Additive Manufacturing: New Micro-Precision 3D Printer for Industrial Production
The printer has the ability to print industrial-grade composite polymers and ceramics, including an all-new functional engineering material developed in cooperation with BASF.
Boston Micro Fabrication (BMF), a provider of microscale 3D printing systems, has launched the microArch S240, the reported first and only micro-precision 3D printer designed to meet the needs of short-run industrial production.
The microArch S240 is built upon BMF’s patented Projection Micro Stereolithography technology or PµSL, a technique that allows for rapid photopolymerization of an entire layer of liquid polymer using a flash of UV light at micro-scale resolution. This production of intricate, exact, and replicable parts makes PµSL optimal for end-part and prototyping use cases across a wide range of industries, including medical device manufacturing, microfluidics, MEMS, biotech and pharma, electronics, education, and research and development.
ThemicroArch S240 has a larger build volume (100 X 100 X 75MM / 750 cm3) and up to 10 times faster print speeds, enabling the production of bigger parts, or a higher throughput of smaller parts, while achieving the same 10 µm resolution, +/- 25 µm tolerance as other BMF printers. Users can print using a number of industrial-grade materials with attributes, including mirror finishes, sharp edges and smooth channels, that are suitable for end-use applications or prototypes meant to seamlessly mirror end parts.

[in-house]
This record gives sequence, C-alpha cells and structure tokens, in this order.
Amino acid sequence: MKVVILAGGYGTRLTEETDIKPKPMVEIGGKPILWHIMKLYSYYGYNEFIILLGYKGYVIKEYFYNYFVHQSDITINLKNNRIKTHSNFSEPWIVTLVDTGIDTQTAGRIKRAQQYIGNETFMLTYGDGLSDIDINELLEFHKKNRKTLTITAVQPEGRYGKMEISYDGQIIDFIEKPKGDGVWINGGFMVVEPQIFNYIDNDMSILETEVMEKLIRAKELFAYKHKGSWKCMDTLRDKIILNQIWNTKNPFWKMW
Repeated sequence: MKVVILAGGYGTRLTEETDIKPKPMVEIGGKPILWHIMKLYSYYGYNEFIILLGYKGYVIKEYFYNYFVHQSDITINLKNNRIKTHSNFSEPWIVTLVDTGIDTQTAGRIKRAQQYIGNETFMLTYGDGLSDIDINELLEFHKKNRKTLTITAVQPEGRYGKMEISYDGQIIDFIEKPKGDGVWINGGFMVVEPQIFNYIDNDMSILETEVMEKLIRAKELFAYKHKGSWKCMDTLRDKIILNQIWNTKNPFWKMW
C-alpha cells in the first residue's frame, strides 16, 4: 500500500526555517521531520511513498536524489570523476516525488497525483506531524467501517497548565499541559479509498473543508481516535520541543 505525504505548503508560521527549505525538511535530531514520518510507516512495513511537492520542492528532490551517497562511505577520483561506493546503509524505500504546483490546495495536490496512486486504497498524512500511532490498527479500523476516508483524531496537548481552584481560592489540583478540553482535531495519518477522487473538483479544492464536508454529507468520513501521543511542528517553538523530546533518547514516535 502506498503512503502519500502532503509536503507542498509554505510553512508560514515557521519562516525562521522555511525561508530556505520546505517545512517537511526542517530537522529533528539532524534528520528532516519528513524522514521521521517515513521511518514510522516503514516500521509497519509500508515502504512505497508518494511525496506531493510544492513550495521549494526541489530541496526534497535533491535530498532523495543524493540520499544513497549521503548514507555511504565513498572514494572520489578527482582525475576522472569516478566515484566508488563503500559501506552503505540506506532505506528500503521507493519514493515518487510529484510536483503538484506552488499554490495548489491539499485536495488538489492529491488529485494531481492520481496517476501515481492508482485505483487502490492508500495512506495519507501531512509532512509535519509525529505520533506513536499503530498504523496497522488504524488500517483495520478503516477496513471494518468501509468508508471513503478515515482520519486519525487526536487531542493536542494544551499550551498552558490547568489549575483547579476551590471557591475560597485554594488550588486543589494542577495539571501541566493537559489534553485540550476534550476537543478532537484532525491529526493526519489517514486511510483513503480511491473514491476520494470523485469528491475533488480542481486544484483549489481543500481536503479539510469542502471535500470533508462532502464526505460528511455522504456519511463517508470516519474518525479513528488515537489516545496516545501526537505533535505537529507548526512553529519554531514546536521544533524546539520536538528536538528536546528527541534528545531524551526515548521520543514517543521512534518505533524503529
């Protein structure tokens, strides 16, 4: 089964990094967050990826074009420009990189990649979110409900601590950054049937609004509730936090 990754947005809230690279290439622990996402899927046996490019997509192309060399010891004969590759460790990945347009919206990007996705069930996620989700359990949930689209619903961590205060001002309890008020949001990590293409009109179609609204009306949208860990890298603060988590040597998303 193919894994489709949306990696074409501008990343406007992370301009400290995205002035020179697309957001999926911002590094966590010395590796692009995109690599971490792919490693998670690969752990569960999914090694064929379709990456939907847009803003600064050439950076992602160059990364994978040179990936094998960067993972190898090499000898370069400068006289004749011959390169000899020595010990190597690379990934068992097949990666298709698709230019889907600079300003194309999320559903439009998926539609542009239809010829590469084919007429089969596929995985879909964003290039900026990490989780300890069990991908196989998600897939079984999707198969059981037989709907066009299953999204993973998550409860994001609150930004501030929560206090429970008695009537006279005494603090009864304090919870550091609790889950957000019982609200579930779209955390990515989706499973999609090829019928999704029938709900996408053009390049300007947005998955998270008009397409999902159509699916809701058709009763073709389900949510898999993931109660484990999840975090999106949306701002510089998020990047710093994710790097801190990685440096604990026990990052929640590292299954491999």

Additional features include the ability to print industrial-grade composite polymers and ceramics, including an all-new functional engineering material developed in cooperation with BASF. The BMF RG material from the Forward AM Ultracur3D photopolymer resin line is being introduced for use on the microArch 240 with high strength and durability properties meeting the needs of production applications.
Perhaps you have heard that additive manufacturing—a.k.a. 3D printing—can be used to make injection tooling inserts out of plastics—relatively quickly, at relatively low cost, and with little human labor involved.
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